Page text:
Digital Books Struggling Toward Forefront

by Luke Jones  on Monday, Jul. 16, 2012 12:00 am  

Another task for tablets is to, eventually, serve as textbooks.

Currently, most schools, especially in higher education, aren't taking this route.

Donald Bobbitt, president of the University of Arkansas System, said the schools will soon be introducing a few pilot programs to have fully digital textbooks. The digital books will be available at no cost to the students, meaning they pay only the tuition for the class. Bobbitt said lowering costs for students is a major goal at the schools.

There are still hurdles: At Hendrix College in Conway, Chief Information Officer David Hinson said one issue is making the textbooks compatible with e-readers.

"Many of the e-readers are not up to the task to fully handle the contents of textbooks," he said. "The Nook device and the Kindle are really underpowered to provide a fully interactive type of thing."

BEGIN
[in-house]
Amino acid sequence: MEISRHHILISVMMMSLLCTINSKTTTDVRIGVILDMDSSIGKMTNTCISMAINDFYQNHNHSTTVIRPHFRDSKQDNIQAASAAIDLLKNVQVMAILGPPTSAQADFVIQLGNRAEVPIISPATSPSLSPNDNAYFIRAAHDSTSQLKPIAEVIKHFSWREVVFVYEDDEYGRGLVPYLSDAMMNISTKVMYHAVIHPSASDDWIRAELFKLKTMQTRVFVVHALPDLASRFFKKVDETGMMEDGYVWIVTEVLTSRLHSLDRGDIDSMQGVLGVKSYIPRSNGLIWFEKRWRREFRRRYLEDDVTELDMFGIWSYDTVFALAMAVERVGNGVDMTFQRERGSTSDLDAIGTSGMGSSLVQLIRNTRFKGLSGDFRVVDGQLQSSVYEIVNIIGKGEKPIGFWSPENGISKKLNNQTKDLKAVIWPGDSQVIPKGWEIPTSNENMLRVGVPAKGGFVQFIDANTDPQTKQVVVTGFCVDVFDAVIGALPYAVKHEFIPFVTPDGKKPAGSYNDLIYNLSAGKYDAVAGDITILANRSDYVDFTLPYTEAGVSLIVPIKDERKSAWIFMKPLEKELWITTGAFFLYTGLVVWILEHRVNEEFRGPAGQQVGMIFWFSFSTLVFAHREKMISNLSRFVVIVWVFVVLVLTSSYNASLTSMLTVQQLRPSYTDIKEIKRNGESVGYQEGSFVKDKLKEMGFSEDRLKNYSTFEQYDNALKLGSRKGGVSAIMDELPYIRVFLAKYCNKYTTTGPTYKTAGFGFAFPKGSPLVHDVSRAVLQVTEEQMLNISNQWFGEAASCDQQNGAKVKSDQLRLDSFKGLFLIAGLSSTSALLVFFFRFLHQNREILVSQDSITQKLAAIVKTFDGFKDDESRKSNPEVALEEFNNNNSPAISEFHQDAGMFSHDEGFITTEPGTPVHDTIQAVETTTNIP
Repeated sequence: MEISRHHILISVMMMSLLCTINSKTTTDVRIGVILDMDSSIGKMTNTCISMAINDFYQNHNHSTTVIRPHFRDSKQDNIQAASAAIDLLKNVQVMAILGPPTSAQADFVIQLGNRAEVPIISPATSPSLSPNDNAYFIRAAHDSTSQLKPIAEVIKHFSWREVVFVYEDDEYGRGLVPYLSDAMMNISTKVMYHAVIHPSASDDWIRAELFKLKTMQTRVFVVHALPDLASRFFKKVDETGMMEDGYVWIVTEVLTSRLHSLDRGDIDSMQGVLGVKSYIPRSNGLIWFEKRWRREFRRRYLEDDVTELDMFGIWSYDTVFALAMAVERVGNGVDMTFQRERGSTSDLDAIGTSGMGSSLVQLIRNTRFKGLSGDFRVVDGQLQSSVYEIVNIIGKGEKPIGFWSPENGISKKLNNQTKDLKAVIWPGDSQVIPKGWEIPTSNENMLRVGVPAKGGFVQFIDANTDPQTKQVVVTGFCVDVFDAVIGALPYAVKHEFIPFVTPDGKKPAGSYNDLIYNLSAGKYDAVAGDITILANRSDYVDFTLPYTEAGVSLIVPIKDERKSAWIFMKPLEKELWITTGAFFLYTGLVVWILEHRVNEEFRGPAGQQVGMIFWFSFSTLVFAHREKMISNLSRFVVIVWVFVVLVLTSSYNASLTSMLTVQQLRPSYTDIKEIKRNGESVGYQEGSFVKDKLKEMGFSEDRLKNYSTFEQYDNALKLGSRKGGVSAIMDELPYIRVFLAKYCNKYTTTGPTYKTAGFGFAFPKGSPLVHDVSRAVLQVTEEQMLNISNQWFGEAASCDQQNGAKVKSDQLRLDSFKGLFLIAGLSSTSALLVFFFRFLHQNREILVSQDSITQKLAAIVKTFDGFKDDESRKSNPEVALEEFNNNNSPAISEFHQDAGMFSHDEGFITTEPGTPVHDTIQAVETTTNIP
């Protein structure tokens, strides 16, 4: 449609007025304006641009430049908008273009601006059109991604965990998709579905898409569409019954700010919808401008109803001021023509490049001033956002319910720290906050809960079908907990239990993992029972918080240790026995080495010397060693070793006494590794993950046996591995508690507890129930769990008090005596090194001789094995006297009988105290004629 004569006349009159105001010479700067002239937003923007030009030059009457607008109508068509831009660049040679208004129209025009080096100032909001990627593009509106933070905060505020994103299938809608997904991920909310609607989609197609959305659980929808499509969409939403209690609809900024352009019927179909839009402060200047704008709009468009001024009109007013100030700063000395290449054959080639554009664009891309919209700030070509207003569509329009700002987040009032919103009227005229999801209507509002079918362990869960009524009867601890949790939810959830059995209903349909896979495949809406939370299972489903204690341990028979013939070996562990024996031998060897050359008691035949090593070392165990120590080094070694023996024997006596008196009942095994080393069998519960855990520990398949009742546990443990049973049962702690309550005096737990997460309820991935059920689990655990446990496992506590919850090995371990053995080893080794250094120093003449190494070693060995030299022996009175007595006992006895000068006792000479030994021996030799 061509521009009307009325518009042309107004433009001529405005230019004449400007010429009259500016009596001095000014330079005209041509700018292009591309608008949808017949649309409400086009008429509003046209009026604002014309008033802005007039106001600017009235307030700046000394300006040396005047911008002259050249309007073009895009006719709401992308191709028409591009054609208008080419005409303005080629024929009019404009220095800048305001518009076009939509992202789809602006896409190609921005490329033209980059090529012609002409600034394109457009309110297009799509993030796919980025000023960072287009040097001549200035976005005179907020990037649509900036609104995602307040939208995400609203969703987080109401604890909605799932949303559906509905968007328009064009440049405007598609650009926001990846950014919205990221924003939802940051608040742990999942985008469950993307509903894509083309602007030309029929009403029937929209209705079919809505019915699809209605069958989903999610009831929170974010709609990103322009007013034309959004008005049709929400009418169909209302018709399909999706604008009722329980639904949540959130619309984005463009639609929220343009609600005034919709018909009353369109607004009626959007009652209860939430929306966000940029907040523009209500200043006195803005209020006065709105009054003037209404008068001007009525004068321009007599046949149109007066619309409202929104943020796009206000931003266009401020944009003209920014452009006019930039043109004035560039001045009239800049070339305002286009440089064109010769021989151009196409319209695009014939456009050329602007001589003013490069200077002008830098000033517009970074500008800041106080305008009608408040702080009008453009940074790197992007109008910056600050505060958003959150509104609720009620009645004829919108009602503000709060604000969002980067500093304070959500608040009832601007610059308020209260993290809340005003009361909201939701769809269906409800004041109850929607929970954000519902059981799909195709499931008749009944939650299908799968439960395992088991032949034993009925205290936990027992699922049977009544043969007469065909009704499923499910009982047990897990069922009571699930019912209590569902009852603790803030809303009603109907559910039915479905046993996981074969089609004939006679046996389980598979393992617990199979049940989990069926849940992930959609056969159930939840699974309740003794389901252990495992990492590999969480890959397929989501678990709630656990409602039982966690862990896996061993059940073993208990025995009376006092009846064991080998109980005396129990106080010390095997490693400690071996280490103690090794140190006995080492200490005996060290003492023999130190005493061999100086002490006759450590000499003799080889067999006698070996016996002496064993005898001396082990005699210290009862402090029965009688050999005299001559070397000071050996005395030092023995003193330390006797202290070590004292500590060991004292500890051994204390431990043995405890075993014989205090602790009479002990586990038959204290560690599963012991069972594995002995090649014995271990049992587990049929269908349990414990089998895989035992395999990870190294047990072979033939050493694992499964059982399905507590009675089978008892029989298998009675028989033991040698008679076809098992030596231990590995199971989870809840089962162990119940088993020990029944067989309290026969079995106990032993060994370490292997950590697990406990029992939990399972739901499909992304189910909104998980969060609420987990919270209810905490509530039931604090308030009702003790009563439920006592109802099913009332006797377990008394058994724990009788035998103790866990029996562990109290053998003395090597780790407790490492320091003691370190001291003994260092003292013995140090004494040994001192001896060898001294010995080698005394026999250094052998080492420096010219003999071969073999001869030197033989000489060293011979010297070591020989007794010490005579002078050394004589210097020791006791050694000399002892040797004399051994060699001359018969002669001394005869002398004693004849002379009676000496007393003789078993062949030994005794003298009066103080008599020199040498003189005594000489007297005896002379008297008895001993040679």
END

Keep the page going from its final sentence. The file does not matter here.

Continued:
The faculty is interested, Hinson said, but at the moment most school e-book innovation is focused in the K-12 area.

Indeed, at Harrisburg Middle School, Karli Saracini said moving to digital books is in the works, but still a ways off. "A book doesn't have everything you need," she said. "You need to pull from different sources."

She said the school's librarian is working on a grant to get Nooks in the library for students to check out. "We're going to ask for several of the Nooks that are the $99 ones," Saracini said. "Those would be the ones students can check out and take home."



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